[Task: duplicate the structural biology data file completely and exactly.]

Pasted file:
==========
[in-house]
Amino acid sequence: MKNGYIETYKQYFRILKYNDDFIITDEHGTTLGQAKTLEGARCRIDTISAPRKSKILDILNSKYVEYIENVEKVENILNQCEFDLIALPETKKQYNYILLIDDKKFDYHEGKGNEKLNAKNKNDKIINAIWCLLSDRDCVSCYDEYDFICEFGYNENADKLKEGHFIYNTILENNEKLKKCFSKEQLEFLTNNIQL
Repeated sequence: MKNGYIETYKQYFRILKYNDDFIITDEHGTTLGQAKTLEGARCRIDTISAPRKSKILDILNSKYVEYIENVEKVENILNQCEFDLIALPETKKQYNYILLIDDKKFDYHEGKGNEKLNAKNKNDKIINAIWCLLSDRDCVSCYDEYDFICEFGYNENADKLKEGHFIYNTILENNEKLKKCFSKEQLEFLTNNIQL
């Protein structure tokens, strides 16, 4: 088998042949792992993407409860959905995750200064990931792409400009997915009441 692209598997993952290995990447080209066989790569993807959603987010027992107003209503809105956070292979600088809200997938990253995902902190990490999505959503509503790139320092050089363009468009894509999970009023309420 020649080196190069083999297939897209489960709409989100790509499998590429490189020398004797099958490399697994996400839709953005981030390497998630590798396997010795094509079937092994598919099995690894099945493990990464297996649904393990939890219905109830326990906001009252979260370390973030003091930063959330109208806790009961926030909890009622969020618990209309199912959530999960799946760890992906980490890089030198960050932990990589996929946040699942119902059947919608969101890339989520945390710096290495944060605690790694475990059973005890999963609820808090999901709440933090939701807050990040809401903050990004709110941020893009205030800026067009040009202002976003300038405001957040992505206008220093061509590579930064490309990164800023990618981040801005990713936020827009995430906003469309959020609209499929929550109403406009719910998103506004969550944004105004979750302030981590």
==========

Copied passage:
[in-house]
Amino acid sequence: MKNGYIETYKQYFRILKYNDDFIITDEHGTTLGQAKTLEGARCRIDTISAPRKSKILDILNSKYVEYIENVEKVENILNQCEFDLIALPETKKQYNYILLIDDKKFDYHEGKGNEKLNAKNKNDKIINAIWCLLSDRDCVSCYDEYDFICEFGYNENADKLKEGHFIYNTILENNEKLKKCFSKEQLEFLTNNIQL
Repeated sequence: MKNGYIETYKQYFRILKYNDDFIITDEHGTTLGQAKTLEGARCRIDTISAPRKSKILDILNSKYVEYIENVEKVENILNQCEFDLIALPETKKQYNYILLIDDKKFDYHEGKGNEKLNAKNKNDKIINAIWCLLSDRDCVSCYDEYDFICEFGYNENADKLKEGHFIYNTILENNEKLKKCFSKEQLEFLTNNIQL
């Protein structure tokens, strides 16, 4: 088998042949792992993407409860959905995750200064990931792409400009997915009441 692209598997993952290995990447080209066989790569993807959603987010027992107003209503809105956070292979600088809200997938990253995902902190990490999505959503509503790139320092050089363009468009894509999970009023309420 020649080196190069083999297939897209489960709409989100790509499998590429490189020398004797099958490399697994996400839709953005981030390497998630590798396997010795094509079937092994598919099995690894099945493990990464297996649904393990939890219905109830326990906001009252979260370390973030003091930063959330109208806790009961926030909890009622969020618990209309199912959530999960799946760890992906980490890089030198960050932990990589996929946040699942119902059947919608969101890339989520945390710096290495944060605690790694475990059973005890999963609820808090999901709440933090939701807050990040809401903050990004709110941020893009205030800026067009040009202002976003300038405001957040992505206008220093061509590579930064490309990164800023990618981040801005990713936020827009995430906003469309959020609209499929929550109403406009719910998103506004969550944004105004979750302030981590």